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About Andy


I am an avid adventurer, conservationist, teacher, and outdoor photographer whose photography celebrates the African landscape and its rich wildlife, people, and culture. My photographic safaris allow my travelers to not only enhance their understanding of photography, lighting, and wildlife, but to develop a life-long admiration for Africa ‘s beauty and culture.

Banana Republic recently used my photographs as the cornerstone of their Urban Safari campaign, and my images were seen in all 750 stores around the globe, as well as in their billboards, catalogs and annual report. I was also the winner of the BBC Wildlife Photographer of the Year in the ‘Wild Places’ category in 2008 and a highly commended in the ‘Creative Visions of Nature’ category in 2007.

I launched Gura Gear in 2008, in an attempt to deliver lightweight camera bags to the market. I was looking for a lightweight camera bag to hold all of my photographic gear, and there was nothing desirable on the market that suited my needs. After spending 2 years with many prototypes, the Gura Gear Kiboko bag was born. More products are now available on the Gura Gear web site.




« Safari Udate - Lake Manyara | Main | Safari Update - Ngorongoro »

Safari Update - A Day off?

Today I said goodbye to my safari group from our Ngorongoro Camp. I had great time getting to know those whom I had not met before, and also a great time reconnecting with past travelers of mine. I know that I have one of the best ‘jobs’ on the planet, and one of the biggest bonuses is being able to say that all of my customers I can also call friends. 

After I said goodbye to my guests, Troy and I headed over to Tarangire for the day and night. The purpose for the side trip was to shoot compelling video of the Thomson Safaris camp as well as to get some footage of their happy customers, camp staff and guides.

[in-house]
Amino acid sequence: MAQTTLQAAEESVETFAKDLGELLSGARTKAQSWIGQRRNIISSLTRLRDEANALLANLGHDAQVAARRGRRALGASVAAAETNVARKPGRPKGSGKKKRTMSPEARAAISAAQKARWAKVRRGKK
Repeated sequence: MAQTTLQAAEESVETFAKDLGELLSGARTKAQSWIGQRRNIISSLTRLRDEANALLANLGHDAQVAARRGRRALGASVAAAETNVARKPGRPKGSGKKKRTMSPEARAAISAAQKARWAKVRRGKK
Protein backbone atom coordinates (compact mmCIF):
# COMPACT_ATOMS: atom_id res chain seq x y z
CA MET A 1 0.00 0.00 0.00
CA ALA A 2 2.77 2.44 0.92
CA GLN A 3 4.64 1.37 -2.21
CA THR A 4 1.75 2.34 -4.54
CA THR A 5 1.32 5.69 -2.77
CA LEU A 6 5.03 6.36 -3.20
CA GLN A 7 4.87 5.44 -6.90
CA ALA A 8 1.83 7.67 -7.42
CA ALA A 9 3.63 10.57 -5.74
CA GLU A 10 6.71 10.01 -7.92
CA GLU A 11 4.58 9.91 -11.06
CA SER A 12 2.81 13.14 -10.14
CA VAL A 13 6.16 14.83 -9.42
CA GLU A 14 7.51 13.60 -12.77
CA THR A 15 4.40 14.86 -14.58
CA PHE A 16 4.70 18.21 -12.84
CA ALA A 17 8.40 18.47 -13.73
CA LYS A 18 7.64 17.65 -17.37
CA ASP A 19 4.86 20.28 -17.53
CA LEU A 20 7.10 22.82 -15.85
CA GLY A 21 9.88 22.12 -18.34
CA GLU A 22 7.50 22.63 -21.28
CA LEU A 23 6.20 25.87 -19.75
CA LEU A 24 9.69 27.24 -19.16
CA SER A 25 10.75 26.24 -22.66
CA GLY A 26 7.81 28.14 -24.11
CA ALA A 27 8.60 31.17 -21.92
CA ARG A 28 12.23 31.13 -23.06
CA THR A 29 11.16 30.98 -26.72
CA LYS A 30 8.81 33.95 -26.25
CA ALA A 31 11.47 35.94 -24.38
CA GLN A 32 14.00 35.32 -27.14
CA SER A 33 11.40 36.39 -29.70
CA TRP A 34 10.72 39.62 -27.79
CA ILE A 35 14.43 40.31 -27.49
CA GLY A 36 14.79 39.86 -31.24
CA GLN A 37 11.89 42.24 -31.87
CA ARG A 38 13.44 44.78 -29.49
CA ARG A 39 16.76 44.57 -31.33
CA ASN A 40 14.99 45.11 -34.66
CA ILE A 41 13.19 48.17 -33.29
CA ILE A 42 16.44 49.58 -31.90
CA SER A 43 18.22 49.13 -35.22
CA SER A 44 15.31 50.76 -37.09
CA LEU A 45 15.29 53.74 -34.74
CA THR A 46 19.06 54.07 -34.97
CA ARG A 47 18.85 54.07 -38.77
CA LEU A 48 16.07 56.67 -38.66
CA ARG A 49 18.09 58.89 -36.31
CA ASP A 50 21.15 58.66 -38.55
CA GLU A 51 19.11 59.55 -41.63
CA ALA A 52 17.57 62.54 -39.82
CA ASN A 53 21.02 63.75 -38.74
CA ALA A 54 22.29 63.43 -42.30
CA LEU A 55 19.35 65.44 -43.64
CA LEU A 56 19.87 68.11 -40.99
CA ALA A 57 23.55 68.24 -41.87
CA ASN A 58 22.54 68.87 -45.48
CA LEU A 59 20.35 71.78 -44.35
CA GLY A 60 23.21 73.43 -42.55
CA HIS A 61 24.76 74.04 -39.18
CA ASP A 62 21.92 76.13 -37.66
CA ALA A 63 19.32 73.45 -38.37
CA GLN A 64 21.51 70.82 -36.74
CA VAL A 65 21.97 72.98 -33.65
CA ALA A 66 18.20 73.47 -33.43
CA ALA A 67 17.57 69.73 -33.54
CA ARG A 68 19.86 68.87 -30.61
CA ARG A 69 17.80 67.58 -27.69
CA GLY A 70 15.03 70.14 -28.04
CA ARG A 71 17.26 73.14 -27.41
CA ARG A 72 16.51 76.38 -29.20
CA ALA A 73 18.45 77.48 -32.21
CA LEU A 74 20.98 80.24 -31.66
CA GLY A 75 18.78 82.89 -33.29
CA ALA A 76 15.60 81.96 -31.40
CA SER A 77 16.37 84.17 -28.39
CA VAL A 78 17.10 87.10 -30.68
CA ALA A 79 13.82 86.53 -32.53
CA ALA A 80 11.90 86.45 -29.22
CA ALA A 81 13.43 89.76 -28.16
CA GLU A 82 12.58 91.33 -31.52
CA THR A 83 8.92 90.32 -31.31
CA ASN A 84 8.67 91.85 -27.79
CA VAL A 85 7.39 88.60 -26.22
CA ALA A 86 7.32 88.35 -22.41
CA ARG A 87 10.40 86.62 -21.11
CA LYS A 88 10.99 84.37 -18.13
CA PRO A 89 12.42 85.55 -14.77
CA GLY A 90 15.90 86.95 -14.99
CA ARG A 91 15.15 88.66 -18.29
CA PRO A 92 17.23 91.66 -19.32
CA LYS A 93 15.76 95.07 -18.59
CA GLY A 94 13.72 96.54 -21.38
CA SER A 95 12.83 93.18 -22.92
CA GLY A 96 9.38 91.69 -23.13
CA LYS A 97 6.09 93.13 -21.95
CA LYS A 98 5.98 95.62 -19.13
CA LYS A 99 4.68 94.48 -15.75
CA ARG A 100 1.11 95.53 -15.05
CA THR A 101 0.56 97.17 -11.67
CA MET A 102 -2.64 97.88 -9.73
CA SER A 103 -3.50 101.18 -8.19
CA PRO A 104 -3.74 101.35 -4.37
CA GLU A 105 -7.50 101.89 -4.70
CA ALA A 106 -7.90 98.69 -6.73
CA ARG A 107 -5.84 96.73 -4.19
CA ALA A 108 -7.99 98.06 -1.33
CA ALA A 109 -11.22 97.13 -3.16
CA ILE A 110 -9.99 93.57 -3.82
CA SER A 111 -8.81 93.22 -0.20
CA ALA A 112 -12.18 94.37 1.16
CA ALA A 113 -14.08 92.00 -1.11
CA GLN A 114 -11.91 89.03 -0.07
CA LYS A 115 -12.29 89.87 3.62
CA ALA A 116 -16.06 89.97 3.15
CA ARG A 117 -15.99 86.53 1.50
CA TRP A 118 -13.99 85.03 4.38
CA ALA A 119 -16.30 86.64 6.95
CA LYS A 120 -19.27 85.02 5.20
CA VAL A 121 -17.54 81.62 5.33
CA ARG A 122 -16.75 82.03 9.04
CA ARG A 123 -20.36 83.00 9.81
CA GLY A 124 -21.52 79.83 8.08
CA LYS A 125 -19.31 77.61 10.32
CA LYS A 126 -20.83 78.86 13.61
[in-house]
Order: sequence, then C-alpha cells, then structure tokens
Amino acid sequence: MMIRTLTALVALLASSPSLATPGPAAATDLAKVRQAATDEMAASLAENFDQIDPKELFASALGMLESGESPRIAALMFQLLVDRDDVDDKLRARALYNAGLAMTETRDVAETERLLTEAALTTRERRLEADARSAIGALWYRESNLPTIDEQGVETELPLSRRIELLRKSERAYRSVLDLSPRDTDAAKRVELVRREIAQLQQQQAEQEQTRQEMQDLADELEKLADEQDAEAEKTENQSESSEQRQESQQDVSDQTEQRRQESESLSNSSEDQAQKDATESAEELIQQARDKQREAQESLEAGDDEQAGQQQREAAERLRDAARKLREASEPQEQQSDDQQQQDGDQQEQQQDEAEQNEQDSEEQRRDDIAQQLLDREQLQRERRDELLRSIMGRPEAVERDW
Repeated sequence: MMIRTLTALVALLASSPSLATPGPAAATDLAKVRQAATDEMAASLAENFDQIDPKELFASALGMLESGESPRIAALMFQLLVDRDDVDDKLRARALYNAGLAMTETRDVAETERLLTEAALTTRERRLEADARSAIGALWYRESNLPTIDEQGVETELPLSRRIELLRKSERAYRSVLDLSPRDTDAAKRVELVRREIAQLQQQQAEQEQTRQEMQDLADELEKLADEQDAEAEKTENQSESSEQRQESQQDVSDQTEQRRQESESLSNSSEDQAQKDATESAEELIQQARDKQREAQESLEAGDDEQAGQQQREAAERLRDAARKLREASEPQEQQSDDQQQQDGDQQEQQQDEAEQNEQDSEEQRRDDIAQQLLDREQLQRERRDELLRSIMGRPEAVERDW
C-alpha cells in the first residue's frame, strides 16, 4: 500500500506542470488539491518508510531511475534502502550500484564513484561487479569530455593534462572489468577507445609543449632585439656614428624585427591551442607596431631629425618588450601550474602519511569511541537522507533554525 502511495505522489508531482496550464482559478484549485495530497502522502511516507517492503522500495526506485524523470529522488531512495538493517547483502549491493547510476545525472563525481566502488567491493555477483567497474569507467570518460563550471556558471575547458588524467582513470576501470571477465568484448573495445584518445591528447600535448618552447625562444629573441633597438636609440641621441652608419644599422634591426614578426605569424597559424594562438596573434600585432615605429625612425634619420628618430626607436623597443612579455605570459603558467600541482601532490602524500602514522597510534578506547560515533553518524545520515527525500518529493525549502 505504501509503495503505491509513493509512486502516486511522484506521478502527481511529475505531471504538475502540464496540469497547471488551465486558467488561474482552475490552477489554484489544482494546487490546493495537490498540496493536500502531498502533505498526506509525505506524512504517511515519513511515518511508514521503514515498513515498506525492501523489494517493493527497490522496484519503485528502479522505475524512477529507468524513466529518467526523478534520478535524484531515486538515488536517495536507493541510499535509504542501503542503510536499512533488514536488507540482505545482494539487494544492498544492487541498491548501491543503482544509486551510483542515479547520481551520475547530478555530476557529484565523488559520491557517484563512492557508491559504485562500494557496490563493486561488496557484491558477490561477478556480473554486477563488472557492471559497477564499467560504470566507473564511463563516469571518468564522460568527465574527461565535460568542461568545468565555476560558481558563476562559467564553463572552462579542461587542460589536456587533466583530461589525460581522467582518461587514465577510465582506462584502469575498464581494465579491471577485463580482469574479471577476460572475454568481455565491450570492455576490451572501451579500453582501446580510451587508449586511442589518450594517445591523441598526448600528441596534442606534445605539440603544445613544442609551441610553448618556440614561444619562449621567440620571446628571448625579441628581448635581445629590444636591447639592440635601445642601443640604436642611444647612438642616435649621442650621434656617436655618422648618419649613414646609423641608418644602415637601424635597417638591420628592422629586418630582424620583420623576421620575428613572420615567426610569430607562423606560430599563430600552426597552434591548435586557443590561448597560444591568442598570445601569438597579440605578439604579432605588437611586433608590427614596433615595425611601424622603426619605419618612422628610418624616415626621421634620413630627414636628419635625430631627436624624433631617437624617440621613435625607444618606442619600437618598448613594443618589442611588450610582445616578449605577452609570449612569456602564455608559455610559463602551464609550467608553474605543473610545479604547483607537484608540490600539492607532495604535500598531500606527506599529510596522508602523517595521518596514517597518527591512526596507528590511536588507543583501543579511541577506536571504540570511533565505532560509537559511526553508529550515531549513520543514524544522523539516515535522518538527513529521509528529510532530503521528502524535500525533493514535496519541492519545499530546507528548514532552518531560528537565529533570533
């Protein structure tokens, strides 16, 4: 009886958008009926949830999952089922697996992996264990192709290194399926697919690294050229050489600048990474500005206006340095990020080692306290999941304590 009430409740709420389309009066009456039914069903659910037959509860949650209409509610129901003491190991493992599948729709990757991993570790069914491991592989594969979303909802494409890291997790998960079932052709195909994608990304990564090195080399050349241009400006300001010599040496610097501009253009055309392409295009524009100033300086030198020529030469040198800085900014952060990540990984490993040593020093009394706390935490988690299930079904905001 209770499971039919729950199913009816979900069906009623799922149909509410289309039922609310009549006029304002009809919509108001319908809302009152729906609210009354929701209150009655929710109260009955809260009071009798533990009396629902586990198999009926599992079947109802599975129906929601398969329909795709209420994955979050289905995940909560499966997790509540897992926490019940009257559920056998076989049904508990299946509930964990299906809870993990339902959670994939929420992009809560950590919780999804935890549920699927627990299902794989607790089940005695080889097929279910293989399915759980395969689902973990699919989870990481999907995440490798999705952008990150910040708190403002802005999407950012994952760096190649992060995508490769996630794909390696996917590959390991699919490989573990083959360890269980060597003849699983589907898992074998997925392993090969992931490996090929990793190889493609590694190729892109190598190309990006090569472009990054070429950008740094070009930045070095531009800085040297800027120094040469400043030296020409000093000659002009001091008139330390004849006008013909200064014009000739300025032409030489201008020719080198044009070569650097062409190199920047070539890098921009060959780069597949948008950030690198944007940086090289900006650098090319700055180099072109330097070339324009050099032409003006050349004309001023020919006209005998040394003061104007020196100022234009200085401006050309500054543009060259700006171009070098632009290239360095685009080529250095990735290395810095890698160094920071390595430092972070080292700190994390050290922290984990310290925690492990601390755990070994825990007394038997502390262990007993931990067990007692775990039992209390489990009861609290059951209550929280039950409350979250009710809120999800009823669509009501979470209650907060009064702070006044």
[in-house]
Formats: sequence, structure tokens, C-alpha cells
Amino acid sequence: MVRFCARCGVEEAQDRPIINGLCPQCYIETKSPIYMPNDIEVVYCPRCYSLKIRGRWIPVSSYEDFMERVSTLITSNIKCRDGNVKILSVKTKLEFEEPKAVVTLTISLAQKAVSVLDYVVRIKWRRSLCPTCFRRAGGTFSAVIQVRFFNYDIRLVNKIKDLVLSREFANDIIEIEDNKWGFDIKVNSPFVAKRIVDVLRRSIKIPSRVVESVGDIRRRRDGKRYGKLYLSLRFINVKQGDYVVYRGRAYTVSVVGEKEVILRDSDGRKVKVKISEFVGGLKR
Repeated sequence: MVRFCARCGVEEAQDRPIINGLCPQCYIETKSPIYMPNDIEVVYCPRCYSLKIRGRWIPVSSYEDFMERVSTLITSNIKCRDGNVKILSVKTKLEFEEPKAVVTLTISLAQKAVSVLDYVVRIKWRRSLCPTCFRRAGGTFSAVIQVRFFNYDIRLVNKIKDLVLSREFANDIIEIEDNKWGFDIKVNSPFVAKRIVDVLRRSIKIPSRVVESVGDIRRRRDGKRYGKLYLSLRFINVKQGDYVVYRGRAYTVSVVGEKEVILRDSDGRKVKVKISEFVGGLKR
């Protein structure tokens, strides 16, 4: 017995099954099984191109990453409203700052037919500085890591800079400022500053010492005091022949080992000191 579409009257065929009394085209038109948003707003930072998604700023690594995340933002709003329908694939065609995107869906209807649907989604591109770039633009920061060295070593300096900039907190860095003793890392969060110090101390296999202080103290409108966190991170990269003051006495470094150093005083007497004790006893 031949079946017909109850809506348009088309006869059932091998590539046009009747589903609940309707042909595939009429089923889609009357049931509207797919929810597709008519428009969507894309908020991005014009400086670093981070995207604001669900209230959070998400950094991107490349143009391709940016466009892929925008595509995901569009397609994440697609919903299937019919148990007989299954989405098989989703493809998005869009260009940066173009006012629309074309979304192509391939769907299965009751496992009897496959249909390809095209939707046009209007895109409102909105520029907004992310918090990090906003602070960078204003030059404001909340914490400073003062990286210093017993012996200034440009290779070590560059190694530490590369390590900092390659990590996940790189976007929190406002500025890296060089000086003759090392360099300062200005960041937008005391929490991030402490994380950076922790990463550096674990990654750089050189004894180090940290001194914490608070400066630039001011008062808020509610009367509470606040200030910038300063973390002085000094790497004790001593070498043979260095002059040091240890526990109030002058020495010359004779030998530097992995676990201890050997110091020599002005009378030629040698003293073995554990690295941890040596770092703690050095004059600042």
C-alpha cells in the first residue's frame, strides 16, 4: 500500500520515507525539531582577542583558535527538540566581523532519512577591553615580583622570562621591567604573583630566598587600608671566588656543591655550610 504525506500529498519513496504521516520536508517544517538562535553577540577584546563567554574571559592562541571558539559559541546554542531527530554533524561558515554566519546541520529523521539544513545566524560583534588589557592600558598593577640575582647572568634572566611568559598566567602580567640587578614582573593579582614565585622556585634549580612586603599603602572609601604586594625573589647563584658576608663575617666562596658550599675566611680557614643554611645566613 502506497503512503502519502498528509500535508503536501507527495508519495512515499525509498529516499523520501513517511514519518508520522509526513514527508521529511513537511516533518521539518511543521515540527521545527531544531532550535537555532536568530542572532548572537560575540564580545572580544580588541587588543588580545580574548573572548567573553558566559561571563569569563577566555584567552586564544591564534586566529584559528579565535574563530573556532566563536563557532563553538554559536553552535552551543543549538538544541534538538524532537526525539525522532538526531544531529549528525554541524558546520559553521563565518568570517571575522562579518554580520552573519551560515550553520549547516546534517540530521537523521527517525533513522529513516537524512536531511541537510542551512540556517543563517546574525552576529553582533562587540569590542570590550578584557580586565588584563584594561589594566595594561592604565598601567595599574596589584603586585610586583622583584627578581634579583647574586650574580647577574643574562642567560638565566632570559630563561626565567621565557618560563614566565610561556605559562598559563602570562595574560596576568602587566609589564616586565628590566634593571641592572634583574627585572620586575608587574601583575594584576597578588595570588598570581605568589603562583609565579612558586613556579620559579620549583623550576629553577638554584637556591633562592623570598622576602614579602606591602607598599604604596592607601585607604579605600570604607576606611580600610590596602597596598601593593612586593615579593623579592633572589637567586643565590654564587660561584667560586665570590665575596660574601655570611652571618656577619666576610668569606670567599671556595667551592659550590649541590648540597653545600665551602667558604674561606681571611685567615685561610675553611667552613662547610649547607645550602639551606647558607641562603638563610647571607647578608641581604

Upon entering Tarangire, the first thing we saw was a few very large herds of elephant. It was like a welcoming party, since they must all know that my favorite animal out on safari is the elephant (giraffe is a close second). The Tarangire River was flowing freely, which was the first time for me to see it overflowing in many years. A good sign, for sure.

We arrived at camp around lunch time, after a beautiful drive around the edge of the Ngorongoro Crater, past the Iraqw people’s town of Karatu, across the Maasai Steppe and into Tarangire National Park. The temperature this afternoon was, well, much much warmer than any of the past week or so.

We shot video all around the camp, primarily with my new Cinevate Atlas 10 slider, as we were after a high production value end result. I will try and post some samples on Vimeo when I return home. We also shot video of guests returning from their afternoon game drive, as well as a staged dining scene amongst the large and ancient baobab trees. Again, the Cinevate slider was used as much as possible, as well as simple straight shots with no movement on the slider. We captured some great interviews with the staff, and recorded audio on my Roland R-09 via a wireless lav mic setup.

Tomorrow I will be back in Arusha to shoot some video of the Thomson Safaris office staff, and then on to Arusha Coffee Lodge for dinner and then to greet my second safari group as they arrive from overseas. I will not post an update tomorrow, due to my having nothing to say. It’s a first, I know!

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Reader Comments (2)

Hi Andy,

Post up that video - I'd love to see!


March 4, 2011 | Unregistered CommenterChris Kayler

Andy: What a great safari! wow! The variety you saw was amazing and it sounds like you had a great group, as well. Since I have only done safaris in Chobe, your blog has whetted my appetite for other experiences in the future! Thanks!

March 4, 2011 | Unregistered CommenterDoug

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